Get Started Camping – For Cheap, Part One
Been thinking about getting into camping but are worried it will cost to much? Well, yes, camping gear can be very expensive. There is cheap camping gear that is usually heavier and bulkier, and then there is expensive gear that is typically lighter and more compact.
If you’re looking to get into camping and have a limited budget, you are likely going to be buying cheaper gear that is not as compact and maybe not as durable as items that are much more expensive.
There is nothing wrong with cheaper priced gear. Just make sure you hunt for quality cheap gear. Sure, you should expect it to be heavier in your pack and take up more space, but that’s all part of the trade off.
With this post I am going to start off a multi-part series on how you can get into camping on a frugal budget.
Basic Camping Gear List
Let’s face it, to start camping on a budget you can easily begin by car camping. Car camping is when you throw some gear into your car and had to a campground where you can drive right up to your camping spot and live out of your car. Most campgrounds where you can car camp cost around $10 to $20 per site per night to camp.
In order to enjoy camping a person needs a few things: Shelter, clothes, food, water, and some basic tools to assist them. You need to have those things in order to camp. So lets take a look at a very basic gear list below. It’s broken down into a few key categories.
Sleeping / shelter
General Camp Gear
Fire starter / ferro rod / matches / lighter
Line / rope (100′)
Water filter / purification
First Aid kit
Food per day
Shirt, long sleeve
Compass & Map
Head lamp / flashlight
I bet that there are some items, such as the clothes and some personal items, that you already have and that can be used for putting together your camp kit. Some items may or may not apply for your needs, like if you plan to just car camp you wouldn’t need a map and compass. If you plan to sleep in your car you wouldn’t need a tent and a sleeping pad.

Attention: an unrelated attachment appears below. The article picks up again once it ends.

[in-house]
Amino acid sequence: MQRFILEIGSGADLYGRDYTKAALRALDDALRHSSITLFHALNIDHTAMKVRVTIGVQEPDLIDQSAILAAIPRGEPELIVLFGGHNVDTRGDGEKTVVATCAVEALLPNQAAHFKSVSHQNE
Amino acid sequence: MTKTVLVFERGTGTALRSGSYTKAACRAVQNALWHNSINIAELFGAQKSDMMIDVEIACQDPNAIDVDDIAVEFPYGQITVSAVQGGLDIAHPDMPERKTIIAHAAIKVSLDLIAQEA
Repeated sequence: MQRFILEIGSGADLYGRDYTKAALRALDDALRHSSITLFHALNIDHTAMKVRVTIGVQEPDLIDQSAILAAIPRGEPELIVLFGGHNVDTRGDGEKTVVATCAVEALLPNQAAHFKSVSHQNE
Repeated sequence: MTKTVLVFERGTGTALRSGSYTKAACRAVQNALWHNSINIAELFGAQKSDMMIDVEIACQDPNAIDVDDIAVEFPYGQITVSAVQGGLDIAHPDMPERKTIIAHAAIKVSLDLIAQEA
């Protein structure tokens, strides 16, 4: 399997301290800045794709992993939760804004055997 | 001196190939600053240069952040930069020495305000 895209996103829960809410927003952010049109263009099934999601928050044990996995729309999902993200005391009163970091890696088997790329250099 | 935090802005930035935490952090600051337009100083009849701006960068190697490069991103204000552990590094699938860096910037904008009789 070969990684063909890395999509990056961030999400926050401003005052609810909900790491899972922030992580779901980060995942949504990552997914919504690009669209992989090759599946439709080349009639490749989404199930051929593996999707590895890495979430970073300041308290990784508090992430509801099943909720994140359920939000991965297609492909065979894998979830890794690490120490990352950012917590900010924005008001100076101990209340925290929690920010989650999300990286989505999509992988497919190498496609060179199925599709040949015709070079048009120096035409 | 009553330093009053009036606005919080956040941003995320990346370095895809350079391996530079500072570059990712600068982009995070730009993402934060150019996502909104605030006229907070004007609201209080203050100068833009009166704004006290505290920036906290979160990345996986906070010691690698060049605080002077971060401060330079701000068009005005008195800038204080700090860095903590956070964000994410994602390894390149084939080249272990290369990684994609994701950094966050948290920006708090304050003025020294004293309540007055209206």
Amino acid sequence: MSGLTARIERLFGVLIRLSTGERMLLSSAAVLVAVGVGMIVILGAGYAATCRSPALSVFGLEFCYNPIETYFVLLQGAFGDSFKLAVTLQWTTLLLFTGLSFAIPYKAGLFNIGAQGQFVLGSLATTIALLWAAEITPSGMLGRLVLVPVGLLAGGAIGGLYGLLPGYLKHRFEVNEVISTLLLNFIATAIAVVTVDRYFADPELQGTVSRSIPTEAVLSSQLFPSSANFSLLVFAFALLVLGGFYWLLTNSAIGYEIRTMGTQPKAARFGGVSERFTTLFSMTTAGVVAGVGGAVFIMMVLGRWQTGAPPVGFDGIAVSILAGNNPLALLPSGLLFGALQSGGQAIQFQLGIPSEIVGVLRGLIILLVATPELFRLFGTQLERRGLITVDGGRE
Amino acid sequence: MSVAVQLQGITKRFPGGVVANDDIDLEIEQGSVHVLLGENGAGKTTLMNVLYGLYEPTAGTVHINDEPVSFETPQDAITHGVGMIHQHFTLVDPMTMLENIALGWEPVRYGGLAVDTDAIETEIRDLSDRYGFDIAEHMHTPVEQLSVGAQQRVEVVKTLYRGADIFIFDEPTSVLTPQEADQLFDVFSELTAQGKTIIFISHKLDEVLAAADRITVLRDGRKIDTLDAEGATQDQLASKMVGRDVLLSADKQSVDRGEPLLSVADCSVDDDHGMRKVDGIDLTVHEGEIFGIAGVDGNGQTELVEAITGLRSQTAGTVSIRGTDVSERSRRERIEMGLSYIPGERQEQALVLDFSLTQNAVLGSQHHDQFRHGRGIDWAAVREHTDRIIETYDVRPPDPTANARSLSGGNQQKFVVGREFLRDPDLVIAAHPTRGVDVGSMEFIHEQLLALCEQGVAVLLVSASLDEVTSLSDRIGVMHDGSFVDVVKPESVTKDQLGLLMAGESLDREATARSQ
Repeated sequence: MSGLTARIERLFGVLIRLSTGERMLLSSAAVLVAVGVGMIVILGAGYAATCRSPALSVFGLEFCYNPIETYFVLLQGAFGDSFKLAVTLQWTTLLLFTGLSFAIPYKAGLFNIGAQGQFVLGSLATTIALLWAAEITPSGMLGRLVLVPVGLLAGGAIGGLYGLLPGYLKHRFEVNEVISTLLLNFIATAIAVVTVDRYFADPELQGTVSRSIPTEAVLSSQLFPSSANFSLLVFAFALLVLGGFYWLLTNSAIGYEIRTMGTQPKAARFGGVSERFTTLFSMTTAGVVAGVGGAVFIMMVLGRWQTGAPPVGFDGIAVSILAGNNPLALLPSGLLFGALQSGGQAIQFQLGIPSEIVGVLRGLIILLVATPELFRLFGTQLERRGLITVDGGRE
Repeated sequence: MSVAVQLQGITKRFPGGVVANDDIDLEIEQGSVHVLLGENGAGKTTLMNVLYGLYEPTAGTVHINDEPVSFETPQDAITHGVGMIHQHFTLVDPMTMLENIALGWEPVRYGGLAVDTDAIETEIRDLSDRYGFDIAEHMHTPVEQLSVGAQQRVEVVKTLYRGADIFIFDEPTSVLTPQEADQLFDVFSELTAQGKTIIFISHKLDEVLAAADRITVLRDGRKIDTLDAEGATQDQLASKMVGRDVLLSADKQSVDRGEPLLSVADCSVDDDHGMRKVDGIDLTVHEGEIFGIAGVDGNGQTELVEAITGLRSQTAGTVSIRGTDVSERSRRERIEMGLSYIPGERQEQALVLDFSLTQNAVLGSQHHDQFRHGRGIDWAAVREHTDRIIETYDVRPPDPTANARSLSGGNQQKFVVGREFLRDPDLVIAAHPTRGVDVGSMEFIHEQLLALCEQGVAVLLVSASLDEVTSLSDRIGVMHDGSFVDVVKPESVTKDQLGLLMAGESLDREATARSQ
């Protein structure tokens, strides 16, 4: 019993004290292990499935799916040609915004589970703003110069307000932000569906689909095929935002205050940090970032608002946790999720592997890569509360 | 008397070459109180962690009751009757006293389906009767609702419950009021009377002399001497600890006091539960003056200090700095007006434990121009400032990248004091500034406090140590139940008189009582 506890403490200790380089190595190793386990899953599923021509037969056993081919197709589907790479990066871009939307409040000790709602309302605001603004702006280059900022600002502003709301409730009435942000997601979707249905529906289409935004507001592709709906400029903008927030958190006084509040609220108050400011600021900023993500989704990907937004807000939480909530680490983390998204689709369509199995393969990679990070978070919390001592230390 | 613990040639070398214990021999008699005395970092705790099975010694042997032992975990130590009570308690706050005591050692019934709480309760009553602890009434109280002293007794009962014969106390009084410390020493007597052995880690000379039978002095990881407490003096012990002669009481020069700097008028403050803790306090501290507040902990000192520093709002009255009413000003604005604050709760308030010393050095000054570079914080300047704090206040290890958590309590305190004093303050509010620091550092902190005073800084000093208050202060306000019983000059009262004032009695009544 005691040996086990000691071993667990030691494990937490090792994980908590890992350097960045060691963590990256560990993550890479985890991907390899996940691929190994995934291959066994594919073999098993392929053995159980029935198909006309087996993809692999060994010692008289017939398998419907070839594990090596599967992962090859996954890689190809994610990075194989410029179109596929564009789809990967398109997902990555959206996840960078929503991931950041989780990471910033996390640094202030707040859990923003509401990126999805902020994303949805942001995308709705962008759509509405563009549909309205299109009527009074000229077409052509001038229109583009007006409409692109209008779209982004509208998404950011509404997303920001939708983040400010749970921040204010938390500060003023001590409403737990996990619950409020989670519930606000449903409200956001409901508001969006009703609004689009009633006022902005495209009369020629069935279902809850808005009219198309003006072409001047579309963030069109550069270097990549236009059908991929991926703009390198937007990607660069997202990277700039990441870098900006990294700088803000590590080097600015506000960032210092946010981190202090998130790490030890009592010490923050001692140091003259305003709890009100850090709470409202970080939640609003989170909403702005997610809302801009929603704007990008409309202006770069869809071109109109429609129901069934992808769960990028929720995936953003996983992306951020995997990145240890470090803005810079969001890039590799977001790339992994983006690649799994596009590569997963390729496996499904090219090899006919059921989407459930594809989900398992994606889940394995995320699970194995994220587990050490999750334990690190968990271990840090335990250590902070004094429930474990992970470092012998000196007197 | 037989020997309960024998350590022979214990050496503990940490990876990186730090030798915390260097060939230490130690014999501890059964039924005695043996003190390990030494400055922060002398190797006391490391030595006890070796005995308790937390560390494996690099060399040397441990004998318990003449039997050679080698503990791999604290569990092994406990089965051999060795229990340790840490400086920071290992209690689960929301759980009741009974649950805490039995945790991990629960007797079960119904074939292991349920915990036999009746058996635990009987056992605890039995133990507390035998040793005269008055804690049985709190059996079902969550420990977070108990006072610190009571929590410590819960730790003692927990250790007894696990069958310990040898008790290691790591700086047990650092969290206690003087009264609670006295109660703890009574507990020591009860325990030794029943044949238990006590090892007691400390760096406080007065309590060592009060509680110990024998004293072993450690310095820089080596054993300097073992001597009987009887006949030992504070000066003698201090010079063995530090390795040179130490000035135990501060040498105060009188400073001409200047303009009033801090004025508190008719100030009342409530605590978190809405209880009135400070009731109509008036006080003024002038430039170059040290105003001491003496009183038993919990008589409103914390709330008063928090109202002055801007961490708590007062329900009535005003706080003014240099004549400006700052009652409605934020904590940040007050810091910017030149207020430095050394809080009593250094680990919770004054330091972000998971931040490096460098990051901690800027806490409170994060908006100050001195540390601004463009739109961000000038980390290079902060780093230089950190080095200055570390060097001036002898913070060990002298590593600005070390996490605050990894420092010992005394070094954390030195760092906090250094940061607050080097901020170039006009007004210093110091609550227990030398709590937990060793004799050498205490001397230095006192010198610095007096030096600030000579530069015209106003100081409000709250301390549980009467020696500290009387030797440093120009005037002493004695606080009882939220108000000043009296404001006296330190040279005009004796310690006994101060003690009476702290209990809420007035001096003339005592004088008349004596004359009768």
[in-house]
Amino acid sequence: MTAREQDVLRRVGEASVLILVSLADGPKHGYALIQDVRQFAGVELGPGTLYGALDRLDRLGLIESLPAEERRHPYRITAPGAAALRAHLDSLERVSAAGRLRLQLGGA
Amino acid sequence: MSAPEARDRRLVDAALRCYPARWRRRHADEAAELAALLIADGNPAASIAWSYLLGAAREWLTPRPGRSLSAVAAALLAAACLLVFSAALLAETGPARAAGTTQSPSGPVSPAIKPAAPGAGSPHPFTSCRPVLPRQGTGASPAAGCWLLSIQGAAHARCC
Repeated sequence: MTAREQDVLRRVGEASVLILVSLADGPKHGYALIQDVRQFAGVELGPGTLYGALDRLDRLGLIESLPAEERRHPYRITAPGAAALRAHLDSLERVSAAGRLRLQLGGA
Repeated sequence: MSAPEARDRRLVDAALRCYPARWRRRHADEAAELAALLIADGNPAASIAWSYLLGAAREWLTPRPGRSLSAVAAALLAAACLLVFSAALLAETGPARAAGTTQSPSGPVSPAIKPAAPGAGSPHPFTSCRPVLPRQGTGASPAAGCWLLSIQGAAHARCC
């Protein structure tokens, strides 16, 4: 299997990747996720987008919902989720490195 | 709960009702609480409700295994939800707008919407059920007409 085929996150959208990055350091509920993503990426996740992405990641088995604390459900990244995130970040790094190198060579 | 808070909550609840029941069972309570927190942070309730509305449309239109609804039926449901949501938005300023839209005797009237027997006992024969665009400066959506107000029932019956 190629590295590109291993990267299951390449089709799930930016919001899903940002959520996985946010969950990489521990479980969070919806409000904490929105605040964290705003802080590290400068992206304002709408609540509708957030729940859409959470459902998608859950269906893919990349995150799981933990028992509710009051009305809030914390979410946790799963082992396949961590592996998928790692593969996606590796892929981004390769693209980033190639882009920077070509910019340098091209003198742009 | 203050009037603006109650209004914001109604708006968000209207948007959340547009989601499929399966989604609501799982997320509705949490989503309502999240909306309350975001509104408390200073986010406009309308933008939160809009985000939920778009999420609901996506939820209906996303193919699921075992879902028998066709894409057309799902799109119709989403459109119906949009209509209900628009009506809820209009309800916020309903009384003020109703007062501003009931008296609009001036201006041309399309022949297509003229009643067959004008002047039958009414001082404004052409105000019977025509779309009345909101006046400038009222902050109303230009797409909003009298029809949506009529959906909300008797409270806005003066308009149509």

Camping Gear – Sleep and Shelter
In this first post on getting into camping, I am going to focus on sleep and shelter. Tents and being comfortable in your tent is pretty important to having a good time camping outdoors.
A tent gives you someplace to sleep so you are not just out in the open. It can protect you from the elements such as wind, rain, and even snow. At night, after a long day of fishing, hiking, or just hanging around your campsite, a tent is where you go to sleep and get a good night’s rest.
Items you will typically have inside your tent to help you sleep will be a sleeping bag or some blankets.
Tents – One Person Camping
Tents come in a variety of sizes and designs. The main question you need to ask yourself here is how large of a tent do you need? Are you going to be camping alone? If so a one or two person tent will likely suffice. However, if you have family you may need a larger tent to accommodate everybody, or multiple smaller tents.
You can get your hands on smaller sized entry level tents for fairly cheap. Usually around $30 to $50 or less. These cheaper entry level tents can be very good and last a long time if you take care of them.
Here is a Wenzel One Person Tent: Pictured below.
You can read more online and buy the Wenzel by clicking here. It usually retails for around$25-$45.
When camping alone I personally use a Lux Tempo 2 man tent. It has room inside for my sleeping area, as well as my pack and other gear I want to keep close. It also has two vestibles that are protected by the full coverage rain fly where I can also put my pack and boots and keep them dry.
My Lux Tempo tent is more expensive than the Wenzel, but it is still a cheap tent compared to many that are out there. It retails for around $80. You can check out my review on my Lux Tempo 2 man tent here.
*** Camping Tip: Don’t keep any food of any kind in your tent! Critters, especially the small ones will chew holes in tents to get inside. I’ve never had any problems with bears, but the small critters can be a real annoyance when camping if you don’t keep a food clean camp.
Tent – For A Small Family